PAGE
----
This course examines the evolution of the Responsibility to Protect (R2P) norm in global politics before and after its adoption in 2005 at the World Summit of Leaders in the United Nations. It will focus on its conceptual and theoretical development since the publication of the R2P report by the International Commission on Intervention and State Sovereignty (ICISS) in 2001, the challenges it presents to traditional conception of state sovereignty, and the issues and problems that emerged in its implementation or application in responding to four mass atrocity crimes - genocide, ethnic cleansing, war crimes, and crimes against humanity - in various parts of the world (e.g., Africa, Asia Pacific). It will also cover topics related to R2P and state violence, gender and sexual violence, humanitarian crisis, and policy-relevant mechanisms and approaches to mass atrocity crime prevention
This course will consider different ways of understanding, identifying and interpreting the underlying causes of genocide and mass atrocities. Students learn about debates about different types of atrocity risks and different ways of assessing and measuring them, before examining alternative approaches to early warning – including quantitative and qualitative assessments.
This course takes a practical look at atrocities prevention, examining the various ways in which prevention is practiced in the field by international organizations, states, civil society organizations and individuals. It examines some of the core dilemmas of preventive action as well as the challenge of assessing the effectiveness of different types of preventions, focusing on preventive diplomacy, field operations, humanitarian action, civil society action, economic inducements and other means of prevention.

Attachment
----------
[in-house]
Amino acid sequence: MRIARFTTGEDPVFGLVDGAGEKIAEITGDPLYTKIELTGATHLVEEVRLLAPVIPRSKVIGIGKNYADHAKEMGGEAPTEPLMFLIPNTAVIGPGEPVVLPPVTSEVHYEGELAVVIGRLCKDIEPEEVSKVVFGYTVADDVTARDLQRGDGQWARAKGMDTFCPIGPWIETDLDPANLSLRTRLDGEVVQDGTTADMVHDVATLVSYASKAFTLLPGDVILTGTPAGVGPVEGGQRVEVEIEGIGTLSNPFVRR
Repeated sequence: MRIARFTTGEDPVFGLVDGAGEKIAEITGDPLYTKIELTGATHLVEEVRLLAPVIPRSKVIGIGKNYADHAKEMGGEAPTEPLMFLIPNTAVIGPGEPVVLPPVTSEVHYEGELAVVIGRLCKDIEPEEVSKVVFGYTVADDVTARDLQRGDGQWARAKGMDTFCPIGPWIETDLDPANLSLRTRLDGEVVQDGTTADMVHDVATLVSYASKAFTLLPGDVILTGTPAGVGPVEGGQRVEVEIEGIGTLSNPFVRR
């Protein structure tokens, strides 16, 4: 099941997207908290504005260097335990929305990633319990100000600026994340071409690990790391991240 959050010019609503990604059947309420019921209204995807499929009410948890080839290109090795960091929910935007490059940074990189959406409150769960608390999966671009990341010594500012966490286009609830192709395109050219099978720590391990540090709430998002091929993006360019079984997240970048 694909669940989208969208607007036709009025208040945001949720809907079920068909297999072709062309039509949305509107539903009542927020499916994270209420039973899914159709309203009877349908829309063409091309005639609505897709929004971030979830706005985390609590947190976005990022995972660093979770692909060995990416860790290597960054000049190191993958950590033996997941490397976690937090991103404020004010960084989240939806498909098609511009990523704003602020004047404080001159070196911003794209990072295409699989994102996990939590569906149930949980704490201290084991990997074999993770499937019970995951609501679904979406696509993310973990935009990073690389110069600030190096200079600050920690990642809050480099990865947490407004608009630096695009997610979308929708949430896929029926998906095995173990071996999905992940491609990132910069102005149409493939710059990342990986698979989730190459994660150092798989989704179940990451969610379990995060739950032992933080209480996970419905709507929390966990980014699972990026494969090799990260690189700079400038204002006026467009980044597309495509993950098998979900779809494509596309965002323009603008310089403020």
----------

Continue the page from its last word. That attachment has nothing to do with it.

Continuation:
Students can take the Certificate as a standalone program completed on either a full time or part time basis. Alternatively, students who complete courses in the program can also have the credit from the program count towards a Master in Peace and Conflict Studies, which is also offered by the UQ School of Political Science and International Studies.
Alex Bellamy is Director of the Asia Pacific Centre for the Responsibility to Protect and Professor of Peace and Conflict Studies at The University of Queensland, Australia. He is also Non-Resident Senior Adviser at the International Peace Institute, New York and Fellow of the Academy of Social Sciences in Australia. In 2008-9 he served as co-chair of the Council for Security Cooperation in the Asia Pacific Study Group on the Responsibility to Protect and he currently serves as Secretary of the High Level Advisory Panel on the Responsibility to Protect in Southeast Asia, chaired by Dr. Surin Pitsuwan. Dr Bellamy is co-editor of the Global Responsibility to Protect journal. His recent books include Responsibility to Protect: A Defence (Oxford, 2014), Providing Peacekeepers (with Paul D. Williams) (Oxford, 2013) and Massacres and Morality (Oxford, 2012).